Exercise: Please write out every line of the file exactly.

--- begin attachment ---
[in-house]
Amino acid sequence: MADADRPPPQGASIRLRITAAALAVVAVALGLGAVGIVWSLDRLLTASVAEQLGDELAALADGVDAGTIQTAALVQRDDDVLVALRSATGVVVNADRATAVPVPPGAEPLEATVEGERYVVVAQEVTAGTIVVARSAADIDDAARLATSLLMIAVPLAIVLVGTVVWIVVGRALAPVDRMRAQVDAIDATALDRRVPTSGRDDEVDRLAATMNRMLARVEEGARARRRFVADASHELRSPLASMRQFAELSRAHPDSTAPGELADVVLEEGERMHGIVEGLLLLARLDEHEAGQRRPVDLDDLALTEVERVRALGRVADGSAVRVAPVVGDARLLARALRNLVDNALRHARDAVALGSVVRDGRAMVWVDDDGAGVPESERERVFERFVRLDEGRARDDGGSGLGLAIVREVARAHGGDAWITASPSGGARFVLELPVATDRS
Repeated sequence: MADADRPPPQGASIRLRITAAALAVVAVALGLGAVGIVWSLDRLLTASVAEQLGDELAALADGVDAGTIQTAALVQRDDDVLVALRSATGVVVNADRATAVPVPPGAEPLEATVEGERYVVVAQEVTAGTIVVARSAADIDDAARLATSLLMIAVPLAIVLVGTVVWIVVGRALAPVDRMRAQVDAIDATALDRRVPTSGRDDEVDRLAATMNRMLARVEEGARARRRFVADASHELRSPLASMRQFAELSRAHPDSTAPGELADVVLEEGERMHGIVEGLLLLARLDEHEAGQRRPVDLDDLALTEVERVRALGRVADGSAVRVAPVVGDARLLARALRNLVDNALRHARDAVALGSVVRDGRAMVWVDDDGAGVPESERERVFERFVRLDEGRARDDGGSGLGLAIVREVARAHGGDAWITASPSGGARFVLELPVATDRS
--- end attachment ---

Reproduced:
[in-house]
Amino acid sequence: MADADRPPPQGASIRLRITAAALAVVAVALGLGAVGIVWSLDRLLTASVAEQLGDELAALADGVDAGTIQTAALVQRDDDVLVALRSATGVVVNADRATAVPVPPGAEPLEATVEGERYVVVAQEVTAGTIVVARSAADIDDAARLATSLLMIAVPLAIVLVGTVVWIVVGRALAPVDRMRAQVDAIDATALDRRVPTSGRDDEVDRLAATMNRMLARVEEGARARRRFVADASHELRSPLASMRQFAELSRAHPDSTAPGELADVVLEEGERMHGIVEGLLLLARLDEHEAGQRRPVDLDDLALTEVERVRALGRVADGSAVRVAPVVGDARLLARALRNLVDNALRHARDAVALGSVVRDGRAMVWVDDDGAGVPESERERVFERFVRLDEGRARDDGGSGLGLAIVREVARAHGGDAWITASPSGGARFVLELPVATDRS
Repeated sequence: MADADRPPPQGASIRLRITAAALAVVAVALGLGAVGIVWSLDRLLTASVAEQLGDELAALADGVDAGTIQTAALVQRDDDVLVALRSATGVVVNADRATAVPVPPGAEPLEATVEGERYVVVAQEVTAGTIVVARSAADIDDAARLATSLLMIAVPLAIVLVGTVVWIVVGRALAPVDRMRAQVDAIDATALDRRVPTSGRDDEVDRLAATMNRMLARVEEGARARRRFVADASHELRSPLASMRQFAELSRAHPDSTAPGELADVVLEEGERMHGIVEGLLLLARLDEHEAGQRRPVDLDDLALTEVERVRALGRVADGSAVRVAPVVGDARLLARALRNLVDNALRHARDAVALGSVVRDGRAMVWVDDDGAGVPESERERVFERFVRLDEGRARDDGGSGLGLAIVREVARAHGGDAWITASPSGGARFVLELPVATDRS